Press <Ctrl>-T (or click on the Show Timeline button located just above the Storyboard) to change the storyboard into a timeline--a better tool for adding sound, trimming your clips, and generally making your edit presentable.
To add dissolves and transitions between the video clips, click View video transitions in the left pane under Edit Movie and drag the transition of your choice to the appropriate spot on the timeline or storyboard.
You can import additional audio content, such as narration or background music, the same way you import video; afterward, drag the audio files into the timeline to run parallel with the video. If you elect to have both narration and music, you'll want to control the volume of each so the appropriate track is clearer. Right-click either audio line, select Volume, and adjust as you see fit.
When you're done, you can export your video to a .wmv file or place it online, among other things. If you have XP Media Center, Vista Home Premium, or Vista Ultimate, you can burn it to DVD.
• Make your own web mashup
A web mashup collects services and functions such as maps, search engines, RSS feeds, music, and images from two or more Web sites and combines them to produce a new and (ideally) uniquely useful application.
A classic example is HousingMaps, which blends Craigslist's housing-for-rent listings and Google Maps to display the physical locations of housing that's available for rent.
Services from Amazon to Yahoo have made their features available for incorporation into new mashups via APIs (Application Programming Interfaces) at their Web sites. You can find and use everything from directory listings to video searches to GPS data to shopping carts. Unfortunately, combining this raw data into something new is extremely difficult for nonprogrammers. Luckily, software tools designed to simplify the process are just now beginning to crop up.
• Start with Yahoo's Pipes
One tool that's available now (several others are still in beta) to help nonprogrammers build mashups is Yahoo's Pipes. Even in Pipes, you're a lot better off if you have the mindset of a programmer, since building mashups from scratch there is somewhat challenging. But it still offers a fairly quick way to get your feet wet with mashups.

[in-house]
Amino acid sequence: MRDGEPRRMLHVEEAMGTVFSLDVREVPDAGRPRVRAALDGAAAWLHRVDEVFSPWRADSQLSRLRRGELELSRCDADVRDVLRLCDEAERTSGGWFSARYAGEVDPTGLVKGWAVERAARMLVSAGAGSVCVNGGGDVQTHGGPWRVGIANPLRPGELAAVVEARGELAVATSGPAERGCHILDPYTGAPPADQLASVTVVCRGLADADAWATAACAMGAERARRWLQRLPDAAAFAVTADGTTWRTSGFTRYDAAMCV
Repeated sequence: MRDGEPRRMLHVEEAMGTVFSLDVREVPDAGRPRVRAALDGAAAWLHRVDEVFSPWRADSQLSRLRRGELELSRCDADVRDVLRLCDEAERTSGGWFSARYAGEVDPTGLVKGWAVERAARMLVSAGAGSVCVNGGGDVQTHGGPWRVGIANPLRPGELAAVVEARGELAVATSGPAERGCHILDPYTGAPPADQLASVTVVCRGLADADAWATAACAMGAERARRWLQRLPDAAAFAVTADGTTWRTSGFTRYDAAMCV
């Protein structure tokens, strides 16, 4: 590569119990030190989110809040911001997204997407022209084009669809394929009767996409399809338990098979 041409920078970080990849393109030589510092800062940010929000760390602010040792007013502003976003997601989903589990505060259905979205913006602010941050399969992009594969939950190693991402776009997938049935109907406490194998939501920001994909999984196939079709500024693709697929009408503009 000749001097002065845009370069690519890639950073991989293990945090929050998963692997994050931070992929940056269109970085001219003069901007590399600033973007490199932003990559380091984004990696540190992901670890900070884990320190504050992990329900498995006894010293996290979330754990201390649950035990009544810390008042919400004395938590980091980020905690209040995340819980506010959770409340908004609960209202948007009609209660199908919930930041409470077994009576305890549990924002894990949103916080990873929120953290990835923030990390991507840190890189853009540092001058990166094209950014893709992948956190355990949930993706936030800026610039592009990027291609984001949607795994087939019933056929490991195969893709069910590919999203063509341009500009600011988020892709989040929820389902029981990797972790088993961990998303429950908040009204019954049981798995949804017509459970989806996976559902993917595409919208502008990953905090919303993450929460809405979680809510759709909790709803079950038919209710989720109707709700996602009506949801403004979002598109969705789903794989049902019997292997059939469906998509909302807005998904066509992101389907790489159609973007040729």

That's because at Pipes you'll find a ton of mashups that other people have already built and posted. Pipes allows you to open one of these mashups, clone it, and save it with no trouble at all. Beginning with an existing design, you can start tweaking it to make it your own.
We grabbed and cloned a popular and simple mashup called YouTunes, which finds YouTube videos for the top ten songs at iTunes. It accomplishes this by snagging a "Top Ten Songs" RSS feed from the iTunes store and then running a search at YouTube for all video titles that match the song titles listed there.
But you may not want to watch videos of the top ten songs; you may be more interested in, say, the videos for the top ten songs on the iTunes Alternative Charts. To customise this mashup accordingly, simply replace the existing iTunes RSS feed in the 'Fetch Feed' box (in Pipes' Edit view) with the "Alternative Top 10" RSS feed from the iTunes Store. You can get that feed (and many others) from the iTunes Store RSS Feed Generator. You then save your newly customised "pipe" and click the Run Pipe link at the top of the page. You'll see a nice, clean list of YouTube videos corresponding to the iTunes Alternative Top 10.
When you start to feel more comfortable with the concept, Pipes can walk you through the process of building a mashup from scratch. For more on using Pipes, see "Eight Great, Simple Ways to Hack the Web."
• Mashup editors coming soon
• Give your business a professional phone system
You no longer have to purchase or lease expensive telecom equipment to give your business a professional telephone service complete with such features as an "automatic attendant" and hold music. You can set up your own small-business PBX (Private Branch Exchange) using Web-based services that are available at a fraction of the cost of old hardware-based PBXs.
• Get VoIP plus PBX
MailStreet from Apptix offers you a simple but powerful way to beef up your business's phone services. It uses Voice over Internet Protocol (VOIP) to route calls, so you need to have a reliable broadband Internet connection. You can keep your existing phone number, provided that it's located in the United States.
To start, you sign up for a MailStreet Voice account. A Business Plan ($40 per month per line) covers unlimited incoming and outgoing calls in the United States and Canada (other countries incur extra per-minute charges). The plan includes other popular services such as voice mail and call transfer. A Premium Plan ($50 per month per line) adds features like hold music and permits integration with Microsoft Outlook, so you can manage your voice mail in the same app as your e-mail.
Since standard phones won't work with the MailStreet service, you must either use a softphone (a software-based telephone with a PC headset) or purchase a MailStreet-supported IP telephone ($165 and up).
I used the softphone, which is fairly easy to set up. I simply downloaded the free X-Lite 3.0 Softphone app from CounterPath and then quickly configured it, following MailStreet Voice's instruction guide.
For optimum sound quality with a softphone, I recommend using a good USB headset with a microphone, which provides better (digital) sound than an analog headset and starts at about $20.